Kat Richter, responding to Pennsylvania Ballet’s firing of principal Sara Michelle Murawski because she’s too tall, reminds us that “ballet is, in fact, an ethnic dance form. As such, it embodies the social, cultural and aesthetic values of the time and place in which it developed (16th-century France)” – so height and skin color are far from the only factors in which it discriminates.
Someone’s got to heal this divided citizenry. Dance can do this and a nationally televised show presents an ideal platform. The Rockettes shouldn’t perform for Trump (like my friend was forced to dance for Putin), but rather for his supporters. That said, no artist should ever be asked to “tolerate intolerance”; they have a responsibility to challenge it.
The 1980s really are back: “”‘I used to be kinda nerdy,’ said Luke Yi Hao, a former violin prodigy who works in biomedical engineering and started taking weekly classes at PMT last fall. The 28-year-old’s colleagues enjoy fencing and salsa dancing, but Hao turned to break dancing because, he said, ‘it looked cool.'”
“The Red Detachment of Women, which was adapted from a 1961 film of the same name, was based on the true experience of an all-female Special Company of the Red Army during the Chinese Civil War. They survived a brutal attack on Hainan Island while their male counterparts did not, and were honored by Mao himself.”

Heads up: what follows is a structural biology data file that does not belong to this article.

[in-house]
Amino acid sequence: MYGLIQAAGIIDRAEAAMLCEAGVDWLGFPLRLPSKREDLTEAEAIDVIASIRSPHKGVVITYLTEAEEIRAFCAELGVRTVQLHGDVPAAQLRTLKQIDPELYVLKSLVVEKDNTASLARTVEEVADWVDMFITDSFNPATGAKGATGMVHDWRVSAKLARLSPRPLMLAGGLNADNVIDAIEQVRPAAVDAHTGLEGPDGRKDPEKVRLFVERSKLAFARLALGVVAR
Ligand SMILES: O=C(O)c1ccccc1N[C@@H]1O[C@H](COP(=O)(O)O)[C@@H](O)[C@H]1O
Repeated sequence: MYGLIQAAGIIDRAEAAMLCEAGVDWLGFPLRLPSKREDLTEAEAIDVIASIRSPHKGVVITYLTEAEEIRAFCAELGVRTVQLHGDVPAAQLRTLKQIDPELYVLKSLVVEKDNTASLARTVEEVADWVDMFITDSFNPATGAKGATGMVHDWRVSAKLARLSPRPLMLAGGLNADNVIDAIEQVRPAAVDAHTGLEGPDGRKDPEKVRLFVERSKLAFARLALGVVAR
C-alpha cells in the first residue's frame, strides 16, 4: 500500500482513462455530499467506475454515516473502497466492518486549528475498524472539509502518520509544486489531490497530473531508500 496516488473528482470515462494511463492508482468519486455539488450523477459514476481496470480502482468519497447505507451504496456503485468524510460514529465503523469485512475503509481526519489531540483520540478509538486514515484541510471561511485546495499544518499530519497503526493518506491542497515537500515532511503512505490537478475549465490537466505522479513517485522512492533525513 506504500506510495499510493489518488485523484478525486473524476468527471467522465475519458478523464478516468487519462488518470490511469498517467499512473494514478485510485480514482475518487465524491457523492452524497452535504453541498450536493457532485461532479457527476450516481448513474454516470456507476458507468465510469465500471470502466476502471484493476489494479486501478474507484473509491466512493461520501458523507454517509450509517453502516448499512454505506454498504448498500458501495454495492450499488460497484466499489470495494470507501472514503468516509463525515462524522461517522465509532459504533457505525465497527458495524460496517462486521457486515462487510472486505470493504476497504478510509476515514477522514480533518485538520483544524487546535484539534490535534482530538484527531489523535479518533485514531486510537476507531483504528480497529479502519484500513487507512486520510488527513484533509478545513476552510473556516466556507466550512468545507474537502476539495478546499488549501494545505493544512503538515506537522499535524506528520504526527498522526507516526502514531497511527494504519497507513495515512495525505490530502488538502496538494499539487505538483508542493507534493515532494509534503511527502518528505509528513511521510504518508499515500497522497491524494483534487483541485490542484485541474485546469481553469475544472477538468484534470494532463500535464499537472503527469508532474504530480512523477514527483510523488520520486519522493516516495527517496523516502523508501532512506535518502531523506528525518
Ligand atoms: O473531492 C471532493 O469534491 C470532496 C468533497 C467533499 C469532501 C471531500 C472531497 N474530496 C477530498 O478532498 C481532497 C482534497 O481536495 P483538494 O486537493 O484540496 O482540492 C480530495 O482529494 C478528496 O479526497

Seeing this story, we can finally understand what Reynolds meant when she said that, excepting childbirth, her big number in Singin’ in the Rain was the hardest thing she’d ever done in her life. (includes video)
Christopher Connolly of Dance Manchester tells how one encounter with a homeschooling parent – along with “a few risks and a leap of faith” – led to a program for a difficult-to-reach community.
Remember when early January was basically a post-Christmas lull in the performing arts season? Those days are over: now it’s not uusual for a dancer to perform in three completely different works for different companies within 24 hours. “The reason – or the culprit, some might say – is the phenomenon known as APAP.”
Jenice Armstrong, on Sara Michelle Murawski’s dismissal from Pennsylvania Ballet because, at 5’11”, she’s too tall: “Murawski’s dancing abilities don’t appear to be in question. So if ballet officials had an issue with a tall dancer, why woo her here? Now that she’s finally here and performing beautifully, she gets a hard toe shoe up her backside, because they apparently don’t like the idea of a tall female looming over shorter male dancers.”
Yeah, it’s the city that throws garbage at their own team as well as at the opponents, that has a courtroom and jail in the sports stadium, that beat up a sidewalk Santa (okay, okay, that was a generation ago), that decapitated a friendly hitchhiking robot. In Philadelphia last week, Pennsylvania Ballet told a principal, about an hour before she went onstage, that this would be her last season there because she’s just too tall. (It’s a tough town.)
“David Hallberg, the American Ballet Theater principal dancer, who has been sidelined by injury for the last two and a half years, is returning to the company and planning to perform during its spring season at the Metropolitan Opera House.”
A secretly-made recording of a discussion between chief exec James Dolan (also chairman of Madison Square Garden and CEO of Cablevision) and a group of the dancers reveals disagreement and nervousness, as well as some seeming confusion about whether or not this event is mandatory for all dancers.